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- Two subjects of interest in 1992 homicide to take polygraph tests (1/15/17)8
- Business notebook: Jackson salon owner also opens a clothing store (1/16/17)
- Area hospitals hope a box helps prevent infant deaths (1/19/17)6
- Cape SportsPlex contractor offers a look at the project (1/15/17)14
- Meat-processing plant faces $70K penalty for Clean Water Act violations (1/17/17)4
- Southeast to lose $3.5 million from state in budget cuts (1/18/17)21
- Local students to perform with choir at inauguration (1/19/17)3
- Subjects of interest in 1992 killing take polygraph tests; results not revealed (1/18/17)2
- Governor cuts $146 million, colleges take hit (1/17/17)
Military's new ray gun fires harmless beam that makes targets feel as if they are on fire
MOODY AIR FORCE BASE, Ga. -- The military calls its new weapon an "active denial system," but that's an understatement. It's a ray gun that shoots a beam that makes people feel as if they are about to catch fire.
Apart from causing that terrifying sensation, the technology is supposed to be harmless -- a non-lethal way to get enemies to drop their weapons.
Military officials say it could save the lives of innocent civilians and service members in places like Iraq and Afghanistan.
The weapon is not expected to go into production until at least 2010, but all branches of the military have expressed interest in it, officials said.
During the first media demonstration of the weapon Wednesday, airmen fired beams from a large dish antenna mounted atop a Humvee at people pretending to be rioters and acting out other scenarios that U.S. troops might encounter in war zones.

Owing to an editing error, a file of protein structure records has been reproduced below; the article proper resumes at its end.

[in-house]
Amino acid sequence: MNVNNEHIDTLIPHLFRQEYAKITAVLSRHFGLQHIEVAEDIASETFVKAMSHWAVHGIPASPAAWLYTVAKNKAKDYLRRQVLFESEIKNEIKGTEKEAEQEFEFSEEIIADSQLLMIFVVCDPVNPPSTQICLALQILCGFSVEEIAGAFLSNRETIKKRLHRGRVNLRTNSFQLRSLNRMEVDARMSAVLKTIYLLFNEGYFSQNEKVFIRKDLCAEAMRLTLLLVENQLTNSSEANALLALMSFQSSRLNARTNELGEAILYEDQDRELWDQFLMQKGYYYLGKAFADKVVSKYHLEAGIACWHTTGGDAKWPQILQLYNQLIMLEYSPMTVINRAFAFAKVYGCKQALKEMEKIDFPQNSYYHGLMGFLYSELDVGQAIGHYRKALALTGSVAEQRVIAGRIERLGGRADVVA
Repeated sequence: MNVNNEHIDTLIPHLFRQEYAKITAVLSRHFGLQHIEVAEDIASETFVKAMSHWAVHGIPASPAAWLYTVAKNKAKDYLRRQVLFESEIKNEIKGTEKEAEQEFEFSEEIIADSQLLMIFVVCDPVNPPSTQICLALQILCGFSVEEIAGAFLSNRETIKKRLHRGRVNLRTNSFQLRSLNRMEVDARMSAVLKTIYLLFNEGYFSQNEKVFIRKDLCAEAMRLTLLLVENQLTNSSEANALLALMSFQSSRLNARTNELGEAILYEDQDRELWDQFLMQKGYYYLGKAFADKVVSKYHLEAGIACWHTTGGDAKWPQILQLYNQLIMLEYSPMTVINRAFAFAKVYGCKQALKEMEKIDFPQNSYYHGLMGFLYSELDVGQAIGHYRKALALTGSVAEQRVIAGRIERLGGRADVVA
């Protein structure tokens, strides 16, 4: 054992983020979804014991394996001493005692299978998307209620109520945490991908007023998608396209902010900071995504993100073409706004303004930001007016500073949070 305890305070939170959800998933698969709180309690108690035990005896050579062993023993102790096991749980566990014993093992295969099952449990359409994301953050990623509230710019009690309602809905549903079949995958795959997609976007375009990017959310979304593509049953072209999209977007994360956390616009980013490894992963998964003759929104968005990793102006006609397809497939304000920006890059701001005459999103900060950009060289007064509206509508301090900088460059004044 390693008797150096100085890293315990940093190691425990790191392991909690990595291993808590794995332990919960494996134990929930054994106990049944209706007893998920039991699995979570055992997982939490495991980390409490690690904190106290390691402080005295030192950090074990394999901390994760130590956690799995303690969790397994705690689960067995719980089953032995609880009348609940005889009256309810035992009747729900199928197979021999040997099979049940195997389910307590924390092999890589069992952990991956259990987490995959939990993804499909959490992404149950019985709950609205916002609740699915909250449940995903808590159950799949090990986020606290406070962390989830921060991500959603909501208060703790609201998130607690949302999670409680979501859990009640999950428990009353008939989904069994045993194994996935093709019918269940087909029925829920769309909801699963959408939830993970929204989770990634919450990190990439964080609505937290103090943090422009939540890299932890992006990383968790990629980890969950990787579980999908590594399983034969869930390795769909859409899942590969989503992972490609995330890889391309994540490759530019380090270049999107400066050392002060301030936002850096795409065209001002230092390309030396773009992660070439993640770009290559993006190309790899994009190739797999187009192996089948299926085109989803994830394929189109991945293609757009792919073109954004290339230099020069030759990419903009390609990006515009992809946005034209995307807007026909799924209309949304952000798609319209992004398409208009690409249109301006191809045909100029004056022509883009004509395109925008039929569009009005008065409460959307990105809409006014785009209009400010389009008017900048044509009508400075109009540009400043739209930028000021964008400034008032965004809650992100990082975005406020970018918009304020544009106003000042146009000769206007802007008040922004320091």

The device's two-man crew located their targets through powerful lenses and fired beams from more than 500 yards away. That is nearly 17 times the range of existing nonlethal weapons, such as rubber bullets.
Anyone hit by the beam immediately jumped out of its path because of the sudden blast of heat throughout the body.
While the 130-degree heat was not painful, it was intense enough to make the participants think their clothes were about to ignite.
The system uses electromagnetic millimeter waves, which can penetrate only 1/64 of an inch of skin, just enough to cause discomfort. By comparison, microwaves used in the common kitchen appliance penetrate several inches of flesh.
Three airmen were role players in Wednesday's demonstration. They and 10 reporters who volunteered were shot with the beams. The beams easily penetrated various layers of winter clothing.